By Cristina Hereñú, Mercy Spirituality Center Coordinator (Buenos Aires)
In this year’s Lenten reflection series, seven sisters – and in this case a staff member — offer their personal stories and insights on each of the Spiritual Works of Mercy and how acts of mercy can have a profound impact on the lives of our sisters and brothers. Accompanying these reflections are line drawings by Sister Mary Clare Agnew, a contemporary of our founder Catherine McAuley, which illustrate the Sisters of Mercy in ministry in 1830s Ireland.
“Take what you can with good humor and the rest, with few words, let it go.
Let patience accompany you, for you will need it as a constant guide.”
Few works of mercy are as provocative and challenging as this one. Bearing wrongs of our “not so close” neighbors is not terribly difficult, since distance protects us from a more personal involvement and safeguards us from uncomfortable situations. However, the scenario changes when we are called to tolerate mistakes of those we share our lives with, in the spaces that shape who we are: within our families, at work, in ministries and communities.
But tolerance is neither passive resignation nor a pious excuse to justify unacceptable behavior. Rather it is an invitation, a possibility to set the soul in motion, to exercise compassion and charity. It is a call to work on our own spiritual landscape that challenges us to push the boundaries of our often-misaligned judgments and expectations of ourselves and others. That evolution is individual but also necessarily collective, of the community to which we belong and in which we are reminded of who we are.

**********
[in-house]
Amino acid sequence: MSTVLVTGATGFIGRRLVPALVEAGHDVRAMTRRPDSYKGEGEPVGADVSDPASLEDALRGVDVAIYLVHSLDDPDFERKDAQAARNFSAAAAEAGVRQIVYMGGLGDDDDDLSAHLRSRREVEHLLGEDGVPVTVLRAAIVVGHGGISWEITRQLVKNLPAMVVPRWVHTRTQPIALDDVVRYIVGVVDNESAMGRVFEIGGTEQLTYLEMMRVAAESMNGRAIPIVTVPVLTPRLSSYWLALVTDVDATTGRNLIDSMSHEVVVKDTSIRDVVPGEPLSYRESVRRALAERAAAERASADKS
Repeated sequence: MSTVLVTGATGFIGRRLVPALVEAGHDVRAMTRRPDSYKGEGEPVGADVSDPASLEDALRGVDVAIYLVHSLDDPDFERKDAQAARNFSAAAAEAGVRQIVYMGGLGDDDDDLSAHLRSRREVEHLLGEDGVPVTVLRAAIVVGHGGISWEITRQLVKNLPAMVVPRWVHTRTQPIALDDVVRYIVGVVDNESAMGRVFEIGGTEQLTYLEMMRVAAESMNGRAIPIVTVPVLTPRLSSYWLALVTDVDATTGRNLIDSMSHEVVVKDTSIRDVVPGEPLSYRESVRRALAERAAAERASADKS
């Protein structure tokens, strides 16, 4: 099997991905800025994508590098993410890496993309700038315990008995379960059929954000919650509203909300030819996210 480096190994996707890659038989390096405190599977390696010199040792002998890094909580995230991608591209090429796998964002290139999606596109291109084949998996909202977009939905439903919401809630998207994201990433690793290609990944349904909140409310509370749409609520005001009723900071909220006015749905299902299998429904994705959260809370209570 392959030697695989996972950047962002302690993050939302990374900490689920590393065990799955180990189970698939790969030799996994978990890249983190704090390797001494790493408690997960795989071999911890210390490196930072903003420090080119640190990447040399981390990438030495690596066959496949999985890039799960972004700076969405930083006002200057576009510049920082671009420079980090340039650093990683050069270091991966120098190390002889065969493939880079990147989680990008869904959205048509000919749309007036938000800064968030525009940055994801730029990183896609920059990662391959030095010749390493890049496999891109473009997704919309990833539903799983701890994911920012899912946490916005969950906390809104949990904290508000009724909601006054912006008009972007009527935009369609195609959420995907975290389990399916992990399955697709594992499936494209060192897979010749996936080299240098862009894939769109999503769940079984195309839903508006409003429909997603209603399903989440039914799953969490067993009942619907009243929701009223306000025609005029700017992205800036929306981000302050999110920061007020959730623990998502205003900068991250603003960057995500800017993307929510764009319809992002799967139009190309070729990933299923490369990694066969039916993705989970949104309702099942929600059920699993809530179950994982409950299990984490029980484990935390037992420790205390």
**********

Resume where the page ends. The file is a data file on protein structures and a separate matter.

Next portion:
There is something else in the statement of this work of mercy: the consideration of patience. It is a quality emphasized by Catherine as the key to dealing with complex situations and facing adversity. So familiar was she with this life experience, that she goes so far as to call it a “necessary guide.”
Patience speaks of process, of time. It distances us from the urgency to resolve our anxieties and personal judgments. Patience helps us to free ourselves from unnecessary emotional burdens, easing the weight on the long and winding road of becoming sisters and brothers: “take what you can with good humor and the rest, let it go.”
The season of Lent offers us a fertile opportunity to perceive wrongs — our own and those of the people around us — as cries for help that seek reconnection with the truth, goodness and beauty that dwells in us, a movement that prompts us to look again and to look at ourselves with patient mercy.
In a world marked by intolerance towards those who think differently, those who believe differently, those who love differently, to persistently cultivate tolerance and patience is an act of loving rebellion.